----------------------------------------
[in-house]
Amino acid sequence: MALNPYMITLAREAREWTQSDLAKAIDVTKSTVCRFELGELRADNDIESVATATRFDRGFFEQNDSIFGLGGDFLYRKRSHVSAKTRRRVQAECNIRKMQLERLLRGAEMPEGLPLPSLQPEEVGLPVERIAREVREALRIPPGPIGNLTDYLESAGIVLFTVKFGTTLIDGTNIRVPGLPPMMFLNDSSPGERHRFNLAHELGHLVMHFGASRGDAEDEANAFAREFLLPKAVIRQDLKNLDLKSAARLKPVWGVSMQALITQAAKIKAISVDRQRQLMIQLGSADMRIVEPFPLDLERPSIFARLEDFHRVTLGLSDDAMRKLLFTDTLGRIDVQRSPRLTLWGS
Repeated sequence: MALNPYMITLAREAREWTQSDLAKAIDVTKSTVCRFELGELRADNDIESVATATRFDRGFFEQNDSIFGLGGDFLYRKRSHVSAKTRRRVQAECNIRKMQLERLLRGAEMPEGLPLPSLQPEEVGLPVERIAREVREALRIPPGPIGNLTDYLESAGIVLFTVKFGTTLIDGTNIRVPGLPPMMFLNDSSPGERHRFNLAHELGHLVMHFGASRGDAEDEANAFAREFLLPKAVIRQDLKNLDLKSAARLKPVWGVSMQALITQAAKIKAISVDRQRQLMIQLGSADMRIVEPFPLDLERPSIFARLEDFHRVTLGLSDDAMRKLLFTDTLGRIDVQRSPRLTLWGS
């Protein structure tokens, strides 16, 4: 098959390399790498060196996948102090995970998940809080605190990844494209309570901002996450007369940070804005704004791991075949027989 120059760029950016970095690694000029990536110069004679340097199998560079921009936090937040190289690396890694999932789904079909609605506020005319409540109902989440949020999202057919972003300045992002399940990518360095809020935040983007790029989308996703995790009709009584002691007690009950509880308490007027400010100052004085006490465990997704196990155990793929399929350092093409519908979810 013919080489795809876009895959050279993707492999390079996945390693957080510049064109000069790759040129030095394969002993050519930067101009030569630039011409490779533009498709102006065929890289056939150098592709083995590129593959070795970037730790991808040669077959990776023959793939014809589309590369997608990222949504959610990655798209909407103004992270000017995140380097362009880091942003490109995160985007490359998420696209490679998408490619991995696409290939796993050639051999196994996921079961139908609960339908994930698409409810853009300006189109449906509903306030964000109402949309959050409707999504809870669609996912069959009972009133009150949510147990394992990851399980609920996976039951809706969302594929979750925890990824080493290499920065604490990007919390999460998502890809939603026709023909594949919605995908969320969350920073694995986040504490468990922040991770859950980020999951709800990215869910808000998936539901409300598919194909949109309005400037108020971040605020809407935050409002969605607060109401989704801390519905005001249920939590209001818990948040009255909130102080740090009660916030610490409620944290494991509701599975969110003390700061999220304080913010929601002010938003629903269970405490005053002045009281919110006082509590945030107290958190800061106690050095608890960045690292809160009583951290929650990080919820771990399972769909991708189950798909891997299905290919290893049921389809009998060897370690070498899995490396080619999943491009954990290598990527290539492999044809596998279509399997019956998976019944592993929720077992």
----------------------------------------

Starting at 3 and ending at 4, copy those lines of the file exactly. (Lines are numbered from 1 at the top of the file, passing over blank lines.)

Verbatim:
Repeated sequence: MALNPYMITLAREAREWTQSDLAKAIDVTKSTVCRFELGELRADNDIESVATATRFDRGFFEQNDSIFGLGGDFLYRKRSHVSAKTRRRVQAECNIRKMQLERLLRGAEMPEGLPLPSLQPEEVGLPVERIAREVREALRIPPGPIGNLTDYLESAGIVLFTVKFGTTLIDGTNIRVPGLPPMMFLNDSSPGERHRFNLAHELGHLVMHFGASRGDAEDEANAFAREFLLPKAVIRQDLKNLDLKSAARLKPVWGVSMQALITQAAKIKAISVDRQRQLMIQLGSADMRIVEPFPLDLERPSIFARLEDFHRVTLGLSDDAMRKLLFTDTLGRIDVQRSPRLTLWGS
């Protein structure tokens, strides 16, 4: 098959390399790498060196996948102090995970998940809080605190990844494209309570901002996450007369940070804005704004791991075949027989 120059760029950016970095690694000029990536110069004679340097199998560079921009936090937040190289690396890694999932789904079909609605506020005319409540109902989440949020999202057919972003300045992002399940990518360095809020935040983007790029989308996703995790009709009584002691007690009950509880308490007027400010100052004085006490465990997704196990155990793929399929350092093409519908979810 013919080489795809876009895959050279993707492999390079996945390693957080510049064109000069790759040129030095394969002993050519930067101009030569630039011409490779533009498709102006065929890289056939150098592709083995590129593959070795970037730790991808040669077959990776023959793939014809589309590369997608990222949504959610990655798209909407103004992270000017995140380097362009880091942003490109995160985007490359998420696209490679998408490619991995696409290939796993050639051999196994996921079961139908609960339908994930698409409810853009300006189109449906509903306030964000109402949309959050409707999504809870669609996912069959009972009133009150949510147990394992990851399980609920996976039951809706969302594929979750925890990824080493290499920065604490990007919390999460998502890809939603026709023909594949919605995908969320969350920073694995986040504490468990922040991770859950980020999951709800990215869910808000998936539901409300598919194909949109309005400037108020971040605020809407935050409002969605607060109401989704801390519905005001249920939590209001818990948040009255909130102080740090009660916030610490409620944290494991509701599975969110003390700061999220304080913010929601002010938003629903269970405490005053002045009281919110006082509590945030107290958190800061106690050095608890960045690292809160009583951290929650990080919820771990399972769909991708189950798909891997299905290919290893049921389809009998060897370690070498899995490396080619999943491009954990290598990527290539492999044809596998279509399997019956998976019944592993929720077992």